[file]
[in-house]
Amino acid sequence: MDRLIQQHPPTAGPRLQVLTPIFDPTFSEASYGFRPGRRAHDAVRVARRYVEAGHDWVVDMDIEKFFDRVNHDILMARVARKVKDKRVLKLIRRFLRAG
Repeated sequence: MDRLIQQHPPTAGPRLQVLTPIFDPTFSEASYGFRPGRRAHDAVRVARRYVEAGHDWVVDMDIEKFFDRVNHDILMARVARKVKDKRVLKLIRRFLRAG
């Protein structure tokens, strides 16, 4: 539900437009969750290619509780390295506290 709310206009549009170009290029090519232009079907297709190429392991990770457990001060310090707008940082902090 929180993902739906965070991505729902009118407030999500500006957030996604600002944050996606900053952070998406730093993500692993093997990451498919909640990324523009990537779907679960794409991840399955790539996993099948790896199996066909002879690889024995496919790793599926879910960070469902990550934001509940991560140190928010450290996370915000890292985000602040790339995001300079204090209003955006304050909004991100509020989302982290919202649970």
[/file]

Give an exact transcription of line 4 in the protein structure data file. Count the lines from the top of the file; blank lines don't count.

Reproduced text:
């Protein structure tokens, strides 16, 4: 539900437009969750290619509780390295506290 709310206009549009170009290029090519232009079907297709190429392991990770457990001060310090707008940082902090 929180993902739906965070991505729902009118407030999500500006957030996604600002944050996606900053952070998406730093993500692993093997990451498919909640990324523009990537779907679960794409991840399955790539996993099948790896199996066909002879690889024995496919790793599926879910960070469902990550934001509940991560140190928010450290996370915000890292985000602040790339995001300079204090209003955006304050909004991100509020989302982290919202649970």